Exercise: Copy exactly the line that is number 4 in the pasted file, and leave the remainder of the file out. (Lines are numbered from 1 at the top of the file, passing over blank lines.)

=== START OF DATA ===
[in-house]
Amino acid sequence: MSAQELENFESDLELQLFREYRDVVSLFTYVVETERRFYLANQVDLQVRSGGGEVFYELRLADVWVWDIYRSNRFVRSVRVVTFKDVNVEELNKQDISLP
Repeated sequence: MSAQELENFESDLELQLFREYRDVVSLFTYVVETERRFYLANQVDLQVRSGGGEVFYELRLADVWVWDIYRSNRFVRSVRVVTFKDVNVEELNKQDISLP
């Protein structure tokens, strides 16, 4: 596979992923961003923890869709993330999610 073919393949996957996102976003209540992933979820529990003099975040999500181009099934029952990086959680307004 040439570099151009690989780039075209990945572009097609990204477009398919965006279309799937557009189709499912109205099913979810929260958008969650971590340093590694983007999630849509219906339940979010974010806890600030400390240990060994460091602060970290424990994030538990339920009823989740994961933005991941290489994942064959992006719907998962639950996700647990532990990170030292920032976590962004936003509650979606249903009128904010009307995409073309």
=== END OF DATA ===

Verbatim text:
């Protein structure tokens, strides 16, 4: 596979992923961003923890869709993330999610 073919393949996957996102976003209540992933979820529990003099975040999500181009099934029952990086959680307004 040439570099151009690989780039075209990945572009097609990204477009398919965006279309799937557009189709499912109205099913979810929260958008969650971590340093590694983007999630849509219906339940979010974010806890600030400390240990060994460091602060970290424990994030538990339920009823989740994961933005991941290489994942064959992006719907998962639950996700647990532990990170030292920032976590962004936003509650979606249903009128904010009307995409073309």